Network Troubleshooting: Latency Vs. Retransmission

In this video, learn how changing the location of network test tools can help identify problems with latency and retransmission.

Tony Fortunato

September 3, 2015

1 Min Read
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When troubleshooting network performance problems, most analysts find themselves chasing one of two issues: latency or retransmissions. Both scenarios result in performance degradation, but have very different root causes and solutions.

I've been involved in many troubleshooting exercises where I get a totally different perspective by changing my test point. In this video, I'll show you how the same problem can look like a latency problem or retransmission-related issue by simply changing your location in the network.

Here are some additional tips when trying to identify if an issue is latency or retransmission related:

  • Try to monitor from the sender's perspective. If the sender is not physically close, then make yourself the sender by uploading a file or running iperf.

  • Pay attention to your protocols. This information presented here is helpful when dealing with TCP base protocols. UDP is a totally different animal.

  • Try to leverage operating system commands like netstat –s to identify retransmissions.

  • Understand what your tools are reporting. For example Wireshark might note a retransmission, spurious retransmission, fast retransmission, or other notes.

  • Look for TCP-specific hints like Selective Right Edge (SRE) or Selective Left Edge (SLE) to possibly indicate packet loss.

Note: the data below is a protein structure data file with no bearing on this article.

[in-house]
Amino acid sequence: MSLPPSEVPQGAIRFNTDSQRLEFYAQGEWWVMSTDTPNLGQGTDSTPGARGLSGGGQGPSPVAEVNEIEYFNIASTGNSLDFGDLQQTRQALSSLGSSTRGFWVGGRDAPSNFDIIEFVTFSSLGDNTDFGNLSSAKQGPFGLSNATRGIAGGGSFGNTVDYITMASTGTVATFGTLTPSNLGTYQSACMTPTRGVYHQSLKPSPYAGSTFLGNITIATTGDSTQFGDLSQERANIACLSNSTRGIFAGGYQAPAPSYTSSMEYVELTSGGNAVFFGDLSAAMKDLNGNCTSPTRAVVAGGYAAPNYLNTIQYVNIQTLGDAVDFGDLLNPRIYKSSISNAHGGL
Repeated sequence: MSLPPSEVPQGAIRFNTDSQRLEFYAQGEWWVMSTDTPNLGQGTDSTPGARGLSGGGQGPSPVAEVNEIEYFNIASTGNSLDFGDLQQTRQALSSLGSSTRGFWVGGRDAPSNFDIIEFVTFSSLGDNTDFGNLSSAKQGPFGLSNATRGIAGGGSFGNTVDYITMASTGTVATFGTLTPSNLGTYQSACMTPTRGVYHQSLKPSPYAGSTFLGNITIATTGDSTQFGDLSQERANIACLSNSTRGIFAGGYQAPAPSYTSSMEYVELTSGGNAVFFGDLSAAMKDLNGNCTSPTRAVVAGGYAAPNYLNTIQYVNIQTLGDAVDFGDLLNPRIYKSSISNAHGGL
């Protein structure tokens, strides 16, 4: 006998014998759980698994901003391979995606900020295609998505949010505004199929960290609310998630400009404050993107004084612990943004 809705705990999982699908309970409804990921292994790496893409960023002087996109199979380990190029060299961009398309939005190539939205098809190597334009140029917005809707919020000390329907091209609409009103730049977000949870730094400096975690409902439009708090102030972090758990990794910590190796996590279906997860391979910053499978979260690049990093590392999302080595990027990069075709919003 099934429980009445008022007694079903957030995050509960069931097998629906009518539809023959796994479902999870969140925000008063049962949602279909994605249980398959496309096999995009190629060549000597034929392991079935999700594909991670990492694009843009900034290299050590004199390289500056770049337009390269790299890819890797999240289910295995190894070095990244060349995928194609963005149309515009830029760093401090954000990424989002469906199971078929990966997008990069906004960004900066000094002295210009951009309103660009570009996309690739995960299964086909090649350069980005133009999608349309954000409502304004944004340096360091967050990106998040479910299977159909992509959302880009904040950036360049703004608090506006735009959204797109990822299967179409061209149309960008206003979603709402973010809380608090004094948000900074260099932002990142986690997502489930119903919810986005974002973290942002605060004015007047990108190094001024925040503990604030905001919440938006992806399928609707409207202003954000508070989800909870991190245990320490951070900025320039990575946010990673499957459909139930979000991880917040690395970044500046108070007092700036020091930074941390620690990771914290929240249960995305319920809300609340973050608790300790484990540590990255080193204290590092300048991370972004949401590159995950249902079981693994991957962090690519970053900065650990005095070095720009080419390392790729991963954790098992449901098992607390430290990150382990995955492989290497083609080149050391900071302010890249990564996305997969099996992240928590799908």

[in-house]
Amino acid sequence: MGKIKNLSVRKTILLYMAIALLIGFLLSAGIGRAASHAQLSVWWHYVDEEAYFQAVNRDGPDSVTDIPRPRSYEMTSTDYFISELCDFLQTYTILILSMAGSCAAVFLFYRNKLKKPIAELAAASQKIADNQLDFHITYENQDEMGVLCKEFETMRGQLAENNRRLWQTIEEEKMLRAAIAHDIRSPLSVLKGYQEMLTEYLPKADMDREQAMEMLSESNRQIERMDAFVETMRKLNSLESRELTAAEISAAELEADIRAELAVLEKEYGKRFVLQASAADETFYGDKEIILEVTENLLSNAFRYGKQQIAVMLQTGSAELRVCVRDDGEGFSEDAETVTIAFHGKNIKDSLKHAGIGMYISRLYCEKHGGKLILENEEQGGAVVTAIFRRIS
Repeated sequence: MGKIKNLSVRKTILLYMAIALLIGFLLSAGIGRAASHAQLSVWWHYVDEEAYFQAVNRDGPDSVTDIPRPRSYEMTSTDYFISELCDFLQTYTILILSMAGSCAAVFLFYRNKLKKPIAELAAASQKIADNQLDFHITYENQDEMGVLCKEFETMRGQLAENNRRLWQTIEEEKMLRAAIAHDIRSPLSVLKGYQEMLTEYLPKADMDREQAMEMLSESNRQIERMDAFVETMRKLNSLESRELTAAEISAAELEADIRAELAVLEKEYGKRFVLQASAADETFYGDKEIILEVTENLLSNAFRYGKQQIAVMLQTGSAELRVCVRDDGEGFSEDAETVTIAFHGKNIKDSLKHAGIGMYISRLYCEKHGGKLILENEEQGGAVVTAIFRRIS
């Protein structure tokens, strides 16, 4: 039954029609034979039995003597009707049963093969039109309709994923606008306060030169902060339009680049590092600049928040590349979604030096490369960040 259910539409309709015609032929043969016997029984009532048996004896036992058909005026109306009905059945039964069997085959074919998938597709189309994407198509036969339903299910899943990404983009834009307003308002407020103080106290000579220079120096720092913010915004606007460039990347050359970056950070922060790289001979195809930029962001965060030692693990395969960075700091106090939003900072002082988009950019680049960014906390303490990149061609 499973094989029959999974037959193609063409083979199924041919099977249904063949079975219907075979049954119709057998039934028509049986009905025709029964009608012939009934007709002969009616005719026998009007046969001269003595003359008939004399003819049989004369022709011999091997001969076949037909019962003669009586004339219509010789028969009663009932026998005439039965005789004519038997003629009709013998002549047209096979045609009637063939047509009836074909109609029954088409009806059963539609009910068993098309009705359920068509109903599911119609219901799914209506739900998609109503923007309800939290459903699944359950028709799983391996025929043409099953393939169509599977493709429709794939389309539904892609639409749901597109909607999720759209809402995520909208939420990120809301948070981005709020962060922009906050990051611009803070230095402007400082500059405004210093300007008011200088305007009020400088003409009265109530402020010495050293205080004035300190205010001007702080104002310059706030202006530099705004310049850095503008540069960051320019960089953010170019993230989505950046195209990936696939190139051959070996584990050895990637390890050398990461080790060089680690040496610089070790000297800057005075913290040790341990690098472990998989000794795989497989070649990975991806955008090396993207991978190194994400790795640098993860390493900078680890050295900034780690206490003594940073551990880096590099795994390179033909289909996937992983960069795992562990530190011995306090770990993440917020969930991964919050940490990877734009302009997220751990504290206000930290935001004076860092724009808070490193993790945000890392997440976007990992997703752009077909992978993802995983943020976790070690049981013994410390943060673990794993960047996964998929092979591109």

There is no guaranteed tip or trick when troubleshooting packet loss or latency issues. But awareness of tool placement will help you when troubleshooting.

>> See Tony discuss this issue further and answer audience questions at Love My Tool.

About the Author(s)

Tony Fortunato

Sr Network Performance Specialist

Tony Fortunato is a network performance expert who has been designing, implementing and troubleshooting networks since 1989. His company, The Technology Firm, provides clients of all sizes with services ranging from project management, network design, consulting, troubleshooting, designing custom-designed training courses, and assisting with equipment installation. Tony's experience in networking started with financial trading floor networks and ISPs, where he learned to integrate and support equipment from various vendors. Tony has taught and presented at numerous colleges and universities, public forums and private classes. He blogs frequently at NetworkDataPediaand has a popular YouTube channel.

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